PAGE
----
Somehow, it's already approaching August, meaning teams around baseball are deciding how they feel about their chances at a playoff run and are setting their trade deadline strategy accordingly. The Red Sox, currently 9.5 games out of the division and eight games behind the second wildcard leader, are pretty clearly not in a position to make a serious playoff run. That's been established for at least a couple weeks now. However, they're in a unique position, since they still believe they can win a championship next season, so they can't trade away too many pieces right now. There are some players who are either blocking prospects or have no place on this team in the long-term who will surely be trade. They are the Jake Peavys and Jonny Gomeses of the world. However, there are some guys whose fate is a little less clear. Jon Lester has been getting most of the publicity in this regard, but one guy who really interests me is Andrew Miller.
Miller has been a tremendous asset for this team since he made a permanent shift to the bullpen. The former top-10 pick was once considered one of the best young arms in the game, and headlined a package that sent Miguel Cabrera from Florida to Detroit in 2007. There, Miller flamed out and became one of the bigger disappointments in recent memory. However, after the Red Sox took a flier on the six foot, seven inch lefty, he was eventually taken out of the rotation and he flourished. Over the past three seasons, he's worked exclusively out of the bullpen, racking up 107-1/3 innings, with a 2.77 ERA (149 ERA+), striking out 35 percent of the batters he's faced while walking 11 percent, giving him a 3.2 K/BB ratio and a 2.58 FIP. For context, Miller's strikeout rate over that time is sixth highest among all qualified relievers in baseball, while his FIP places him 12th. He has become a quietly dominant piece out of the bullpen for the Red Sox, but he is also due to hit the open market this winter, making him a trade candidate.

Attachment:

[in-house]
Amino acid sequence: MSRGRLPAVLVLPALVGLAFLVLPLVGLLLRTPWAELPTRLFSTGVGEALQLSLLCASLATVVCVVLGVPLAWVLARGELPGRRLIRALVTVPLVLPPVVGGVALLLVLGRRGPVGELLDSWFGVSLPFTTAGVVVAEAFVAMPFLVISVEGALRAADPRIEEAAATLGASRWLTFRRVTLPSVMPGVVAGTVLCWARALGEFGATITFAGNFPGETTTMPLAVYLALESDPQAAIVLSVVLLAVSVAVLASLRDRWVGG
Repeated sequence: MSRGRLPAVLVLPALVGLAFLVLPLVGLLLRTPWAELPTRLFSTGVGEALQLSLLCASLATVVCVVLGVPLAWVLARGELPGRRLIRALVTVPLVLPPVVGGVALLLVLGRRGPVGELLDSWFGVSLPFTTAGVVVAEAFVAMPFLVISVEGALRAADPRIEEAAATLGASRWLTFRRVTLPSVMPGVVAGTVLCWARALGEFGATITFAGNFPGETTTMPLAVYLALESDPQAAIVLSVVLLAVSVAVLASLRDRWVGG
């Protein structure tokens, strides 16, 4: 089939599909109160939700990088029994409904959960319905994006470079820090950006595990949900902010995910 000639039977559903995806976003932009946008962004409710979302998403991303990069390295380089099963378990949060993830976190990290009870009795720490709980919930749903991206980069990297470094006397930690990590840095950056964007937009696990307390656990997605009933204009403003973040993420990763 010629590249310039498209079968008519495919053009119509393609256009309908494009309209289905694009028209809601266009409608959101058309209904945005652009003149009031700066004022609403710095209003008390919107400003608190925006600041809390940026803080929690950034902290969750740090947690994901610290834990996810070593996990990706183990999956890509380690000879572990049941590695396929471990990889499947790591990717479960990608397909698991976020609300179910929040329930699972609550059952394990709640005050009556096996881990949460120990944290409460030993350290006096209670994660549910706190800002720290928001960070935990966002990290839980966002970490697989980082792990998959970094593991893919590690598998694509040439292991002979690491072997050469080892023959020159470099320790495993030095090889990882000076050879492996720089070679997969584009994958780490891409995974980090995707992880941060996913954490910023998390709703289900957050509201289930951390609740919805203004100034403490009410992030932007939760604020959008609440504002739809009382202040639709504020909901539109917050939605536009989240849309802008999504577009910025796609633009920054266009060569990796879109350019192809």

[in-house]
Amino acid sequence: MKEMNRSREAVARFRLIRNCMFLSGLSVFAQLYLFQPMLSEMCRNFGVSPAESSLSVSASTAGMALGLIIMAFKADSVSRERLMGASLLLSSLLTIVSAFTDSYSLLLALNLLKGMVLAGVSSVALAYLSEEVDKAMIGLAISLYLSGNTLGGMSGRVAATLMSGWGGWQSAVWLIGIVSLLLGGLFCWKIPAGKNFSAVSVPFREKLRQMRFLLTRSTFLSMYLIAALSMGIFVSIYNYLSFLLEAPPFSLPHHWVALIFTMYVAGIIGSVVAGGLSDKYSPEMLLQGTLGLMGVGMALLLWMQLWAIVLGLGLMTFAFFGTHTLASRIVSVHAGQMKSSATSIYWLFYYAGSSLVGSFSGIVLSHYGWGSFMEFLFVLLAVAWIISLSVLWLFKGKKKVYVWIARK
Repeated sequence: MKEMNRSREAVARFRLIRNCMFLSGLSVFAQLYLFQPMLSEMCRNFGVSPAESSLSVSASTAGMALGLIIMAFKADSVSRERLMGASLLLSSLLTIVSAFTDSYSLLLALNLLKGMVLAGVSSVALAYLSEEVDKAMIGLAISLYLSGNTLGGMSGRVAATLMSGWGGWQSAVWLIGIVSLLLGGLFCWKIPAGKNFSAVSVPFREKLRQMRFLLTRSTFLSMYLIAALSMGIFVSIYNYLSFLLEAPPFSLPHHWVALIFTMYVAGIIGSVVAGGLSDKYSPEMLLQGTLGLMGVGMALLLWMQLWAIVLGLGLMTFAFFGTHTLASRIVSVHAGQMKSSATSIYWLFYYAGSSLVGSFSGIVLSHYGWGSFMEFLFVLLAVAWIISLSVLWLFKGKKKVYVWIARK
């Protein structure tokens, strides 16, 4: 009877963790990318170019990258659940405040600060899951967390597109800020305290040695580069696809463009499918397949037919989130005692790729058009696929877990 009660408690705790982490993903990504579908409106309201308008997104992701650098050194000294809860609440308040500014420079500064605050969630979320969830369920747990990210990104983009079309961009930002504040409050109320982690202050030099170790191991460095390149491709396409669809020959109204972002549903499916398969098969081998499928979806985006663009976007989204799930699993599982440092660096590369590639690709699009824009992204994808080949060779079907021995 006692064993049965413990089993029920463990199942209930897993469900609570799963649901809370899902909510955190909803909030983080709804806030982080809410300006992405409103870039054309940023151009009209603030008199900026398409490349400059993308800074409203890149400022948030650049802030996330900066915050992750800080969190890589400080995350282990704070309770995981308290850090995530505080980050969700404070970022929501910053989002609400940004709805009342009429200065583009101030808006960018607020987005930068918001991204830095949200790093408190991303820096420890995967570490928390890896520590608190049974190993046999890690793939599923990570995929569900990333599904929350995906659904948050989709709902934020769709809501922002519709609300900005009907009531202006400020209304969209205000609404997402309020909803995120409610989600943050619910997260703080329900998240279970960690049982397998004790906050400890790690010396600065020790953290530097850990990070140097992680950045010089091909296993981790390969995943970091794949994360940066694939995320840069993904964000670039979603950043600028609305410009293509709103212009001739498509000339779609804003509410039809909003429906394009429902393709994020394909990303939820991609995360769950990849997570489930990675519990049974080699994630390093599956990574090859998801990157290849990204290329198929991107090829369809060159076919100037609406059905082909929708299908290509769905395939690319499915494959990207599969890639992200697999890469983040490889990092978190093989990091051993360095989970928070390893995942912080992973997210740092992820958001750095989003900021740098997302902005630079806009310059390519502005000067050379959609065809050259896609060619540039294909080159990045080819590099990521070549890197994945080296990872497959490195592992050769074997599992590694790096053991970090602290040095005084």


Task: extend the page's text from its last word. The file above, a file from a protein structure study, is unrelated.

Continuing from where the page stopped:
The reasons for trading Miller are pretty straightforward. With the way he has pitched since shifting permanently to the bullpen, the left-hander can command a relatively big contract on the open market. He's obviously not looking at anything close to what Jon Lester will fetch, but he won't be making the league minimum, either. And while bullpens are definitely an important part of a winning team, a team won't want to lock up too much of their money there. Since they seem determined to keep Koji Uehara around after the season, it's possible they don't want to lock up more than one reliever this offseason, especially with Junichi Tazawa still here and a lot of young arms on the way. On top of that, good arms that can come out of the bullpen late in games are always in high demand this time of year, when teams can be one piece away from being put over the top and into the playoffs. Miller can be that kind of guy, especially with his dominant strikeout rate. No, the Red Sox won't get anyone's top prospect for him, but they could get a nice midlevel prospect in return.
With all of that being said, the case against trading him is stronger in my opinion. As I mentioned before, the Red Sox should have every intention of playing for a championship in 2015. Looking at the future of their roster, one piece that is missing from the puzzle for the next few years in a strong left-handed reliever. If they let Miller go, they would be looking at very few internal options who can fill his shoes. Craig Breslow hasn't been himself this year and could be looking at release before next season begins. It's possible Felix Doubront could benefit from a Miller-like transformation after being moved to the bullpen, but it seems far more likely he'll be traded before that happens.
On the farm, the only possibilities are Tommy Layne and Chris Hernandez -- two AAAA players -- and Drake Britton. Britton came up last season and put up very nice numbers, but he's struggled all year in Pawtucket this season, and it's tough to see him being the primary lefty out of the bullpen in 2015. The free agent market doesn't make things look much better. This is a group headlined by names like Phil Coke, Scott Downs, Tom Gorzelanny, Joe Thatcher and Franklin Morales. It would be tough to come up with a less exciting, more mediocre group of names than that.
While the Red Sox front office tackles the tough (and admittedly more important) decision of what to do with Jon Lester in the next couple of weeks, they also have to determine their strategy with Andrew Miller. He's a late-inning reliever who's been outstanding since 2012, but one who is hitting free agency this year and will be turning 30 next season. They could decide to trade him and get an interesting piece back from a team who feels they're one arm away from the playoffs. However, if they go that route, they're going to have a very tough time replacing him for next year's team. Because of that, unless some team completely blows them away, it'd make more sense for the Red Sox to keep Andrew Miller around, and try to work out some sort of two-year extension with him after the trade deadline.